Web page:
My T reading this morning was the first half of the Guys Read: Funny Business ARC I recently yoinked from a friend. All signs point toward its being creative, hilarious, and appealing even to girly old me, but I've known that since hearing most of its authors speak on a BEA panel. Six stories later (well, five stories and a note about why one author's story wasn't ready for the ARC), I have lots of good things to say about the collection as a whole, but "Will," by Adam Rex, stands out.
Will goes to THAT school, the one people keep writing books about. The one where kids keep finding out they're wizards, demigods, or other fantastical protagonists. His class keeps shrinking, and the crucial years of early adolescence are passing rapidly for Will with nary an owl in sight. It's becoming clear that Will is nothing inherently special. But (spoiler) when danger strikes him and his remaining classmates, he manages to save the day--not by winning the magic-powers lottery, but rather of his own free... well, you get the idea.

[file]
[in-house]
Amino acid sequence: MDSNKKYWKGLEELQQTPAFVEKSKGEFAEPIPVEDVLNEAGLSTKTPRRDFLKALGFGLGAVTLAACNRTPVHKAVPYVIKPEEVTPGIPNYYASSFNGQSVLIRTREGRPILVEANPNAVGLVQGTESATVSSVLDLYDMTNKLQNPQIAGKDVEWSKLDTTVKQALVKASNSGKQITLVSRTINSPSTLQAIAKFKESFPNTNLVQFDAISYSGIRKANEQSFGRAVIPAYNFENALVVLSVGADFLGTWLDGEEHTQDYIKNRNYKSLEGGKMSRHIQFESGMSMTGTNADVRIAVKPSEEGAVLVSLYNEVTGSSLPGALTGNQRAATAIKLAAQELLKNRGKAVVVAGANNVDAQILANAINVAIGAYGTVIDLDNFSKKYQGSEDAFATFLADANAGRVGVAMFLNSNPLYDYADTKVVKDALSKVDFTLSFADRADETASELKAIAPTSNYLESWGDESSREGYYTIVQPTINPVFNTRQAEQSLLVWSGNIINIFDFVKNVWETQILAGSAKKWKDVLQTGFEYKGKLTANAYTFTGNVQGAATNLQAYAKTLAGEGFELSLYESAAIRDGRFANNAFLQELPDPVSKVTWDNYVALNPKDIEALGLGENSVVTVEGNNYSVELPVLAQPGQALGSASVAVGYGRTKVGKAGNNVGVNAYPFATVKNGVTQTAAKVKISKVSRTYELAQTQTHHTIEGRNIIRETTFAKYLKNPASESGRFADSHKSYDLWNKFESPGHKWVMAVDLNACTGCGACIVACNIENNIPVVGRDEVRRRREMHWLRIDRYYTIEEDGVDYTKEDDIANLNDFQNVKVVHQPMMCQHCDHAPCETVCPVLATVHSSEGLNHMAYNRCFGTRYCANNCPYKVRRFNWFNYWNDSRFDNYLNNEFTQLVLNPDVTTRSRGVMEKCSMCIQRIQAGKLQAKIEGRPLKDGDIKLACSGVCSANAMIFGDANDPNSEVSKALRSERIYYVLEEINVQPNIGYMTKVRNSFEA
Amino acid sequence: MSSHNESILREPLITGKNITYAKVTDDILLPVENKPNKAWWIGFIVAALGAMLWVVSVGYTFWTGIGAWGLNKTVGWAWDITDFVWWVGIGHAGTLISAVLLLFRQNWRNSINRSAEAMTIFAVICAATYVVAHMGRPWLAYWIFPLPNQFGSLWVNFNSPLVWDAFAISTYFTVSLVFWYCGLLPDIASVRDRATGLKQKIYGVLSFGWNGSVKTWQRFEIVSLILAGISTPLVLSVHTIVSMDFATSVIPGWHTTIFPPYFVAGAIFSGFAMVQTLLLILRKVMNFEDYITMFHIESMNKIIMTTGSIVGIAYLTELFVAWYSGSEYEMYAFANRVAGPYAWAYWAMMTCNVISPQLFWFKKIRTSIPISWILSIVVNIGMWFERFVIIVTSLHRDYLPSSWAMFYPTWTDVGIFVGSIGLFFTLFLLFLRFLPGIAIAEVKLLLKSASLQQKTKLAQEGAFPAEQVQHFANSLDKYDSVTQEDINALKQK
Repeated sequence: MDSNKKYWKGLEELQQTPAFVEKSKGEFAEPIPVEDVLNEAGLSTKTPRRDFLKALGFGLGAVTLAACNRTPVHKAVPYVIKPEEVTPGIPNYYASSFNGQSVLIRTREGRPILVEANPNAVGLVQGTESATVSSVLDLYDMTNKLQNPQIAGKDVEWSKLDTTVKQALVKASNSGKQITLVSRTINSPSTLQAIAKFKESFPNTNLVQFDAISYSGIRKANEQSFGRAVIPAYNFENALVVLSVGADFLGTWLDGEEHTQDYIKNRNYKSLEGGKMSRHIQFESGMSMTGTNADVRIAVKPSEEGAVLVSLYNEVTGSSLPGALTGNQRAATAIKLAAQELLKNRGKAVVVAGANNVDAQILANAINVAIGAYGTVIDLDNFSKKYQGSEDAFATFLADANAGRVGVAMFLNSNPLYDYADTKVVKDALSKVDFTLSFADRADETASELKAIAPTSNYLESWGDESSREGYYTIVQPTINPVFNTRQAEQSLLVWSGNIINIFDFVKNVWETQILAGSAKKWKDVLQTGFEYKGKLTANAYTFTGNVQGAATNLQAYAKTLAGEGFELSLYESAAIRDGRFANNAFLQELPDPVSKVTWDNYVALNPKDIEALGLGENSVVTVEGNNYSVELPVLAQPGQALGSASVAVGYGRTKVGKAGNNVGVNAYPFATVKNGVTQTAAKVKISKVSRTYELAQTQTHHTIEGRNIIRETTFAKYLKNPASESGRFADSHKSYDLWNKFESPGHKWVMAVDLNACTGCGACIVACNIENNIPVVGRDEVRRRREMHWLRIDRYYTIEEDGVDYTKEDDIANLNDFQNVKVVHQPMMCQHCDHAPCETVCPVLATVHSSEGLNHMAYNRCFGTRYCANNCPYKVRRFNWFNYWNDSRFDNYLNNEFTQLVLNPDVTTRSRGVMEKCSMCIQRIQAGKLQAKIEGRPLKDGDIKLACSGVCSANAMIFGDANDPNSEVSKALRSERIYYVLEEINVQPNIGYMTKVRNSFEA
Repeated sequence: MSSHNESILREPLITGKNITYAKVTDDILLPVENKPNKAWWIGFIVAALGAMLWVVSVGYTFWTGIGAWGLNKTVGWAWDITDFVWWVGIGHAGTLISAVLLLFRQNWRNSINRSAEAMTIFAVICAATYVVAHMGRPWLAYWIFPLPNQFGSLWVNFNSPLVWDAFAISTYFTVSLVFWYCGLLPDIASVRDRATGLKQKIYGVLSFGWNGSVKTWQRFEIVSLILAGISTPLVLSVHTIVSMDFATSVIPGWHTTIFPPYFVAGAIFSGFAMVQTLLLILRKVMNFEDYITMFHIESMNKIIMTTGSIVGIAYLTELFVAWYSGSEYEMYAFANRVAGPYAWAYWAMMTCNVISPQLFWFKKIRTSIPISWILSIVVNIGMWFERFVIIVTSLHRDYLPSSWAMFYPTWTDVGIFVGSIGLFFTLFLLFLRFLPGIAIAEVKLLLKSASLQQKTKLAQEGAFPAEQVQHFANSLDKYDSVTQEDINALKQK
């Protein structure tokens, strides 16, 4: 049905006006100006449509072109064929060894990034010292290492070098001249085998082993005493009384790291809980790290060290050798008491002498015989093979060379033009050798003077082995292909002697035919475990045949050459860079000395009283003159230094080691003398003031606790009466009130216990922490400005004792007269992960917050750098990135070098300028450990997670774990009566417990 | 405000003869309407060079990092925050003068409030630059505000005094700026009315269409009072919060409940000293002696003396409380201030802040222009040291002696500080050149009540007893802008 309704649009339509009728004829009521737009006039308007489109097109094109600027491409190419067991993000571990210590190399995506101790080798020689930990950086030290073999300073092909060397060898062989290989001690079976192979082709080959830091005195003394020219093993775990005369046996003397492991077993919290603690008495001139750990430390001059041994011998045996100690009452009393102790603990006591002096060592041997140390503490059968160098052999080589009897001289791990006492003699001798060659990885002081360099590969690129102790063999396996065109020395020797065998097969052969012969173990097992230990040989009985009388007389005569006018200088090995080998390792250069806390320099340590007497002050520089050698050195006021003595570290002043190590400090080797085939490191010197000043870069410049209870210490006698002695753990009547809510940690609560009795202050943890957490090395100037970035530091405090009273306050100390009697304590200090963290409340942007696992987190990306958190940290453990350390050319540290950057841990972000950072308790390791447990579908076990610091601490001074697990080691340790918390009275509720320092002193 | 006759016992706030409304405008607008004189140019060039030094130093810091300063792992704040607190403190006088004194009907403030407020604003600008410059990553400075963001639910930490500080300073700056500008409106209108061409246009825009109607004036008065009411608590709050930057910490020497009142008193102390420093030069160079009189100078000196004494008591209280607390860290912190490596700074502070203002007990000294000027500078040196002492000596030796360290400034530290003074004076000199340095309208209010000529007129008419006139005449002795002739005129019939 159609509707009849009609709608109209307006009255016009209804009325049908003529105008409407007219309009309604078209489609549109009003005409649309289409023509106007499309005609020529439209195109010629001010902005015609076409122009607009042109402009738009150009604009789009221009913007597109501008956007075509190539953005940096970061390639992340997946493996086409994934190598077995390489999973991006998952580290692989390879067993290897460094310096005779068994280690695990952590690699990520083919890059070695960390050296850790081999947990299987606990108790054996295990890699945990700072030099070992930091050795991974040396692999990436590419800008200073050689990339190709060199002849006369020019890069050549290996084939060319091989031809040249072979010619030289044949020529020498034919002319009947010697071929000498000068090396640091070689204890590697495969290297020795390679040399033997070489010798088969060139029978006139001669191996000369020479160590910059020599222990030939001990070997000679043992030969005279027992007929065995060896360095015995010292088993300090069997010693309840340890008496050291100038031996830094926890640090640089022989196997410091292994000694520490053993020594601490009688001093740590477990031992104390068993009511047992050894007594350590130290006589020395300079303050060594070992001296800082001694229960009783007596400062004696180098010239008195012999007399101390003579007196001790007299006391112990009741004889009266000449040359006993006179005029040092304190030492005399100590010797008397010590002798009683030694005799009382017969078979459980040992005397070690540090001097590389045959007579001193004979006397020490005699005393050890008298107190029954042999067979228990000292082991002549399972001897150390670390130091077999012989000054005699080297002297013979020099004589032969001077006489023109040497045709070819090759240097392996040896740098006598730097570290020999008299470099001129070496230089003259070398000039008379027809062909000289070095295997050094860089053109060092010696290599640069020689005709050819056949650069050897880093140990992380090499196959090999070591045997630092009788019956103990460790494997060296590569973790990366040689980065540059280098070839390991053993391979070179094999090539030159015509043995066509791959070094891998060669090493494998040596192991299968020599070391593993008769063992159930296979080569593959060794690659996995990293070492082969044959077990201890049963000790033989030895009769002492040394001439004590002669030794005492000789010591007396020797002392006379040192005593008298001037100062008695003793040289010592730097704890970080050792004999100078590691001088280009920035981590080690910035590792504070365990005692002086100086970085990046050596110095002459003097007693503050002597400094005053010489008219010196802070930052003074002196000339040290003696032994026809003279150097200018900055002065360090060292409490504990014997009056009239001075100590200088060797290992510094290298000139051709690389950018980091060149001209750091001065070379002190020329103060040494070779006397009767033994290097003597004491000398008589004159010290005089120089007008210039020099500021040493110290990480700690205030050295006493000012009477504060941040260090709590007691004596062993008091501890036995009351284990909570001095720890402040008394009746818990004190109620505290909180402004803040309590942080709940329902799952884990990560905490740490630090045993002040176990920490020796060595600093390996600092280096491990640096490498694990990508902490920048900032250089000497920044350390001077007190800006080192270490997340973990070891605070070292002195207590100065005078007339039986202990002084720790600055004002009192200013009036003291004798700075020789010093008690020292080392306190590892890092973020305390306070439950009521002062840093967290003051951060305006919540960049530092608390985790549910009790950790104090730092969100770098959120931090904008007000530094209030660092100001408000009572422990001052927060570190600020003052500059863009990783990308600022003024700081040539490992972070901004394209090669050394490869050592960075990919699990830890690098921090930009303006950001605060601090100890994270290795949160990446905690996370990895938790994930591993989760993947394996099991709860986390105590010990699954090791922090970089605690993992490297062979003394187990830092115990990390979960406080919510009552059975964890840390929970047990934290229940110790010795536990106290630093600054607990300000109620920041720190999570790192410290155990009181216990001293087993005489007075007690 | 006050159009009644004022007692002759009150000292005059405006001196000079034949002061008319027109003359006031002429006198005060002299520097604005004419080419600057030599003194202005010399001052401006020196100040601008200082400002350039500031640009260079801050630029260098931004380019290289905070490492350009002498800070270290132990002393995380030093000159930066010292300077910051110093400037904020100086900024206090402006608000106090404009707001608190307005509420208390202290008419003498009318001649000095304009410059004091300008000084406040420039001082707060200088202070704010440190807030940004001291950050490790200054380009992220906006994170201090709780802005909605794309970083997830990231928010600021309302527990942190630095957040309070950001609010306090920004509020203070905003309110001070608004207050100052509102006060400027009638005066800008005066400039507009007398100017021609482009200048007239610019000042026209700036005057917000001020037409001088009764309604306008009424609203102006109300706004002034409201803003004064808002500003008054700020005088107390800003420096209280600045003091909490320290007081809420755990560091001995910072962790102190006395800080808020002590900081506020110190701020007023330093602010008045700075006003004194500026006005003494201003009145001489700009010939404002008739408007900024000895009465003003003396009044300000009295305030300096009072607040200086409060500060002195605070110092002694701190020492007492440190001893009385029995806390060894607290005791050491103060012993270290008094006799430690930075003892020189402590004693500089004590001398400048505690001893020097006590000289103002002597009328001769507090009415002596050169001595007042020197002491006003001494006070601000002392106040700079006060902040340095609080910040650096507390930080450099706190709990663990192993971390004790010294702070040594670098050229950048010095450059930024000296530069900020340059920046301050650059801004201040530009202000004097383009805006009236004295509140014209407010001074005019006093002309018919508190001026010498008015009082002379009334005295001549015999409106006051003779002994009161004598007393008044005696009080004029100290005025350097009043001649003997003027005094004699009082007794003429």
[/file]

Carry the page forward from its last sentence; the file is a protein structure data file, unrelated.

The story does a great job of showing the power of personal choice and the ability of mortals to make their own destiny and all, but it does more than that. It lets kids in on the joke. It says to them, "Hey, you know this reading world we belong to? Well, you and I both know it's got a crazy number of magical kids in it. Let's make fun of that--affectionately, of course."
As far as I'm concerned, that's one of the best things humor can do.